Wednesday, March 16, 2016
March 16, 2016: Political Thrillers: The Pelican Brief
[On March 18th, 1915, novelist Richard Condon was born—so in honor of the 100th birthday of this talented American writer, this week I’ll AmericanStudy political thrillers, one of the genres in which he wrote most prolifically. Leading up to a crowd-sourced weekend post, so please share your own thrilling texts and takes in comments!]
On what’s not distinctly political about the John Grisham thriller, and what is.
It’d be easy to pidgeon-hole John Grisham as writing “legal thrillers,” and to be sure almost every one of the bestselling lawyer-turned-novelist’s books does feature one or more protagonists from within the legal profession. But while his second novel, The Firm (1991), was overtly and centrally set within the world of lawyers and law firms, his debut, A Time to Kill (1989), did feature a lawyer hero but focused on a case that linked to not only legal but also social and cultural issues and stories (including race and racism in the contemporary South and debates over vigilante justice). And in many ways those first two novels have foreshadowed a prolific career that has included (among Grisham’s more than 30 total novels to date) a consistent back-and-forth between overtly legal thrillers (such as The Client, The Runaway Jury, and The Last Juror) and those that use the law as a way in to examinations of other issues (such as The Rainmaker, The Street Lawyer, and The Confession).
Given that The Pelican Brief (1992), Grisham’s third novel, begins with the dual assassinations of two sitting Supreme Court Justices, it’s logical enough to locate within that latter category, and to note that it examines political issues through its legal lens. Yet it’s important to add that Pelican also reveals the limits of Grisham’s genre-stretching, at least in his early efforts (I haven’t read his more recent works to see if the pattern holds). That is, his novels may diverge in the particular worlds and themes that set each of their plots in motion, but as they play out those plots tend to follow very similar patterns: everyman (or woman, as in the case of Pelican’s protagonist Darby Shaw) protagonists seeking to reveal the truth behind powerful, shadowy conspiracies while on the run from the dark, potentially fatal forces which their discoveries have set in motion. I don’t know if anyone has made a mega-cut of running scenes from the films into which so many Grishman novels have been made, but I know that it would be possible to do so—and in the moments when a character is running from a would-be assassin, I’m not sure that the larger social or cultural forces much matter.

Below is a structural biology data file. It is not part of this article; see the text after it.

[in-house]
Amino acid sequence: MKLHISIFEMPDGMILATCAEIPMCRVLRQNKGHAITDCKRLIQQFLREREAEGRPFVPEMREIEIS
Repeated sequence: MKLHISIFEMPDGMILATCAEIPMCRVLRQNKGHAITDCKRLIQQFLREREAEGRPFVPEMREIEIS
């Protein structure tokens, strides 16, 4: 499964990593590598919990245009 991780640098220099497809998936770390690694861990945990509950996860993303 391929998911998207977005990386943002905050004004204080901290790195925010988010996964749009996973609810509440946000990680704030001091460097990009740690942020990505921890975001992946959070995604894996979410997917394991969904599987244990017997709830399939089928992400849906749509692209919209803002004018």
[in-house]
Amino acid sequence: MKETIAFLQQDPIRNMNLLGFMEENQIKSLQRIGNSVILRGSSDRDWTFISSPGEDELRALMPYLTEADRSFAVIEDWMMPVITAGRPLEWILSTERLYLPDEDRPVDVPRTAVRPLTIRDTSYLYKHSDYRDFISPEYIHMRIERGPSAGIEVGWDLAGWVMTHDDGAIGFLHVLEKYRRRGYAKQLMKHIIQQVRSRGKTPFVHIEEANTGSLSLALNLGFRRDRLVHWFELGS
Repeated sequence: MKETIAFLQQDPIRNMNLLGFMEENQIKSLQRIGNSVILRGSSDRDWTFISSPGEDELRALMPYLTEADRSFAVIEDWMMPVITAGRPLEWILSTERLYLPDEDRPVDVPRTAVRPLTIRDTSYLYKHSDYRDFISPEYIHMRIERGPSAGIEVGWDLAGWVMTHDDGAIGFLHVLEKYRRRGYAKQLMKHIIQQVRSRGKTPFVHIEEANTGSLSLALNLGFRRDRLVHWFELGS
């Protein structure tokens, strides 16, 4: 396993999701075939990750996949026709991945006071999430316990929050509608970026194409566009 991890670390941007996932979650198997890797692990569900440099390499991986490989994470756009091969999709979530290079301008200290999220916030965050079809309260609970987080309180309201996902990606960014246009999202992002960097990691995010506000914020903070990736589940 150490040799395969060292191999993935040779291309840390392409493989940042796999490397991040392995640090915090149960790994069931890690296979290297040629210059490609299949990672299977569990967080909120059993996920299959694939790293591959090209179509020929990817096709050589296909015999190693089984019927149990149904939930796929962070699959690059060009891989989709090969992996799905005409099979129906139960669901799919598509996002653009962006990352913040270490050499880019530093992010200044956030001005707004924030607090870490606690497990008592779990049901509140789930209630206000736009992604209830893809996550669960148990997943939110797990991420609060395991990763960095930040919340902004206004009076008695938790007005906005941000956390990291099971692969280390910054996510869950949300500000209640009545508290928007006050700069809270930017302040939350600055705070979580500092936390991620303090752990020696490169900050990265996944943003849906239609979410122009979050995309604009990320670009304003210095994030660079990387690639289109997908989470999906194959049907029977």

At the same time, a novel can be a character-on-the-run thriller and still engage with broader themes, and in at least one significant way The Pelican Brief is interestingly political (SPOILER ALERT in this paragraph). The shadowy conspiracy that Darby uncovers (and eventually brings to light, with the help of intrepid reporter and love interest Gray Grantham) involves a oil magnate who has had the Justices assassinated so that the president (a former business associate of the magnate) can appoint new Justices of a less environmental bent who will rule in the oil company’s favor in a pending case. I’m familiar with plenty of political thrillers that focus on the presidency, but there aren’t nearly as many that recognize and utilize the literally equal power (thanks to those pesky checks and balances) possessed by the Supreme Court. Pelican doesn’t just open its plot machinations with the Supreme Court—its conspiracy, like the revelations Darby and Gray are able to preserve and make public, is entirely dependent on the Court’s unique national role and work.
Next thriller tomorrow,
PS. Thoughts on these thrillers? Others you’d highlight for the weekend post?